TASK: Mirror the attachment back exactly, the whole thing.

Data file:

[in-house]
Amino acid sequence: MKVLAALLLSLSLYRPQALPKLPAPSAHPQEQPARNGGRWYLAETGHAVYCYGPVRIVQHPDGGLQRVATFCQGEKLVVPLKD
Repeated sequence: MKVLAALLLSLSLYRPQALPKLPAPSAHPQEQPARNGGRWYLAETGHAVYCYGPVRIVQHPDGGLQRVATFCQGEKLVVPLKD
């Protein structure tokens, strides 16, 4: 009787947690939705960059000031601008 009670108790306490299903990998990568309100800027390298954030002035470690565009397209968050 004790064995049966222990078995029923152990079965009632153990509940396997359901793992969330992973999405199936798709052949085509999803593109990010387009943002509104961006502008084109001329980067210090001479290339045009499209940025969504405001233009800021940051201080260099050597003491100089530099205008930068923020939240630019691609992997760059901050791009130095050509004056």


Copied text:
[in-house]
Amino acid sequence: MKVLAALLLSLSLYRPQALPKLPAPSAHPQEQPARNGGRWYLAETGHAVYCYGPVRIVQHPDGGLQRVATFCQGEKLVVPLKD
Repeated sequence: MKVLAALLLSLSLYRPQALPKLPAPSAHPQEQPARNGGRWYLAETGHAVYCYGPVRIVQHPDGGLQRVATFCQGEKLVVPLKD
């Protein structure tokens, strides 16, 4: 009787947690939705960059000031601008 009670108790306490299903990998990568309100800027390298954030002035470690565009397209968050 004790064995049966222990078995029923152990079965009632153990509940396997359901793992969330992973999405199936798709052949085509999803593109990010387009943002509104961006502008084109001329980067210090001479290339045009499209940025969504405001233009800021940051201080260099050597003491100089530099205008930068923020939240630019691609992997760059901050791009130095050509004056």